Republic Beats Southwest In Bid To Buy Frontier
Republic Airways Holdings last night emerged victorious in its bid to purchase Frontier Airlines from bankruptcy, beating out Southwest Airlines, which, even though it raised Republic's offer, was unable to reconcile differences between its and Frontier's pilot groups.
Frontier president and CEO Sean Menke said the outcome inaugurates "a wonderful new chapter for this proud organization," noting that when the carrier emerges from bankruptcy, slated for this fall, it can "maintain normal operations as a subsidiary of Republic," a sharp contrast with Southwest's proposal to merge the two operations under the Southwest flag, rationalize operations out of Frontier's Denver hub and convert Frontier's Airbus fleet to Boeing 737s.
A U.S. bankruptcy court last night blessed Republic's plan to purchase 100 percent of Frontier's stock for $108.75 million and waive a $150 million unsecured claim. "Republic waived virtually all conditions precedent to closing and has advised Frontier that it yesterday received Hart-Scott-Rodino antitrust clearance for the transaction," Frontier said in a statement.
While Southwest this month raised Republic's bid with an offer of $170 million, the carrier detailed "several contingencies to be resolved for a deal to go through." Among them, Southwest would not proceed unless the pilot unions from the two carriers could reach a mutual agreement—a prospect that began to deteriorate this week. "We said all along that we would only move forward on this deal if it proved to be the right decision for our employees and financially prudent for our company," Southwest chairman, president and CEO Gary Kelly said in a statement last night.
Indianapolis-based Republic operates three regional carriers—Chautauqua Airlines, Republic Airlines and Shuttle America—and late last month completed its acquisition of Midwest Airlines from private equity firm TPG Capital for $6 million in cash and a $25 million, five-year note. Frontier would serve as a wholly owned subsidiary alongside its other carriers, Republic said when announcing its bid in June.
Republic chairman, president and CEO Bryan Bedford in a statement last night said, "Now, we have to turn our attention to the important work of integrating two great brands: Frontier and Midwest Airlines, which enjoy strong loyalty in Denver and Milwaukee."
A merger with Frontier would have given Southwest the ability to expand its U.S.-only route map to Mexico and Canada, the chance to maintain its growth, which this year has been stunted for the first time in its history, and a prospect for profitability in the Denver market.
"Southwest remains committed to serving the Denver market with our low fares and excellent customer service," Kelly said. "We began serving Denver in 2006 with just 13 flights and have grown to offer 112 nonstop daily flights today. We are very pleased with the response we have seen to our service and growth in Denver, and we will continue to compete vigorously in the market."
Analysts said a merger with Frontier would have given Southwest a leg up in the Denver market. In examining the revenue environment, aviation analyst Darryl Jenkins, founder of The Airline Zone, said last week that United Airlines is the dominant business carrier in Denver.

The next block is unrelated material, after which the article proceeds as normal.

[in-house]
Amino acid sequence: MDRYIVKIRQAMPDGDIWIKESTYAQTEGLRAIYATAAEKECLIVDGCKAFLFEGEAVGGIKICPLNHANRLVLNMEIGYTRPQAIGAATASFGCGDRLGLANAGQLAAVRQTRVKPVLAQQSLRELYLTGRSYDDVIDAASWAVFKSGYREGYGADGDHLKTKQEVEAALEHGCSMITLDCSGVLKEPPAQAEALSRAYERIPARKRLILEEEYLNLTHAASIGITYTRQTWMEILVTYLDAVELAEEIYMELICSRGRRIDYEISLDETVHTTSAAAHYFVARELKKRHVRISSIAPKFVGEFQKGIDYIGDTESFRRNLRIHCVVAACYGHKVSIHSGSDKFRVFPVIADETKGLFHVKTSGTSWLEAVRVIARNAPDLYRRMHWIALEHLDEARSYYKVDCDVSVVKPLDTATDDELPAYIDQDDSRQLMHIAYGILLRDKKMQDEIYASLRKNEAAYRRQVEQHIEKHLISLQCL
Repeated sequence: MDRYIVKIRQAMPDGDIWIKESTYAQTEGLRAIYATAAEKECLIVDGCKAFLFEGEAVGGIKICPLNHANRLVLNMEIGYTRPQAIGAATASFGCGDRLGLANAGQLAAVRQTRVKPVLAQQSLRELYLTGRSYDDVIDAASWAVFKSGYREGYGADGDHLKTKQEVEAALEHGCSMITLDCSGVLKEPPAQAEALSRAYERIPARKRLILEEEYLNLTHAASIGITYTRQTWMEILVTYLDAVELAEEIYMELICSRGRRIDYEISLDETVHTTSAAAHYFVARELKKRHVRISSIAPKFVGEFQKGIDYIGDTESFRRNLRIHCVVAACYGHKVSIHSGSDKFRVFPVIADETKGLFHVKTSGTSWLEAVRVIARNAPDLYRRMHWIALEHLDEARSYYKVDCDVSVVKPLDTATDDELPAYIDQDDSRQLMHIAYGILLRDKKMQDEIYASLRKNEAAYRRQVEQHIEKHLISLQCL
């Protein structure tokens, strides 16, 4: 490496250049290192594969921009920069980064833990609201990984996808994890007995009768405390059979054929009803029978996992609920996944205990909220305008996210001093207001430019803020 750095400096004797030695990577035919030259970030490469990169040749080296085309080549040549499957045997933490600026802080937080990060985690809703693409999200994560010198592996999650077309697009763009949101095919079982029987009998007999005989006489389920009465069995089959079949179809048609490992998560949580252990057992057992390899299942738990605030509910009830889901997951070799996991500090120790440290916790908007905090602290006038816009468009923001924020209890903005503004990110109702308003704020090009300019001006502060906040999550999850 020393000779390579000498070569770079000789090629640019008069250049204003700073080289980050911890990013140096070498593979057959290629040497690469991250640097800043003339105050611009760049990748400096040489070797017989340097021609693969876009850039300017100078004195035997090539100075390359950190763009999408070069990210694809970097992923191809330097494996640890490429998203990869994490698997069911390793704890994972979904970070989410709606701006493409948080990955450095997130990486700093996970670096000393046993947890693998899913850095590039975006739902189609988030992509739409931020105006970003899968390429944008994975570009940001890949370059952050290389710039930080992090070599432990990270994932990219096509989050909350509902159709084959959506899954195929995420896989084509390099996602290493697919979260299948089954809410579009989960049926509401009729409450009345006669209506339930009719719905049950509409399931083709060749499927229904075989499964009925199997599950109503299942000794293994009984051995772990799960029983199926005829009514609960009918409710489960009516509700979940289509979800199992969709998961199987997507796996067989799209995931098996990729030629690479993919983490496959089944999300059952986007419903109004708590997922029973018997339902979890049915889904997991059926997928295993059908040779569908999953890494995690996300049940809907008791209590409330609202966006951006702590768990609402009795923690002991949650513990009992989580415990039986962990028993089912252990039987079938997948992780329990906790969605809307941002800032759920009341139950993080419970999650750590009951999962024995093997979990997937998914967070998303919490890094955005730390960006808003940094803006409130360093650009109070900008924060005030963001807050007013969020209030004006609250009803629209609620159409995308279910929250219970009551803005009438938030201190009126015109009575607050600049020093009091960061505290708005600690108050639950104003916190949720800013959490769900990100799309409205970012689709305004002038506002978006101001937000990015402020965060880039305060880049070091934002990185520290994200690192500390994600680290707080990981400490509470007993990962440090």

"United has a very big revenue premium over both Frontier and Southwest in terms of what they're getting," he said. "They're probably getting the lion's share of the business travel into and out of Denver."
"From a corporate side, most of our folks don't fly Southwest as much as they do United and Frontier," Robert Polk, CEO of Denver-based Polk Majestic Travel Group, told BTN this week. "I think we'll see some changes from Southwest Airlines going forward, and I think they'll have to be more business-friendly, especially if they are successful in this."
Polk said Frontier has corporate discount programs in place with "most of our major customers," while Southwest—which has long declined to play the corporate discounting game—does not. Furthermore, Polk noted that Frontier offers full global distribution system capabilities—another offering that resonates with corporates but is not fully embraced by Southwest.
Jenkins said if Southwest and Frontier were combined as they stood today, "We'd see United would have about 43 percent of revenue and the new Southwest Denver would have about 28 percent of the revenue. United would have about 37 percent of the passengers and the new Southwest would have about 36 percent of the passengers. You'd have pretty equal competition."
Boyd Group International president Michael Boyd said Frontier has been "hammering Southwest" in Denver. "In directly competitive markets, Frontier generally had higher load factors, greater market share and commanded higher average fares than Southwest. Frontier was doing very well, giving Southwest at the least a competitive bloody nose."
Jenkins said of Southwest, "Currently, they're losing money in Denver."
(BTNonline, June 24) http://www.btnonline.com/businesstravelnews/search/article_display.jsp?vnu_content_id=1003987222 .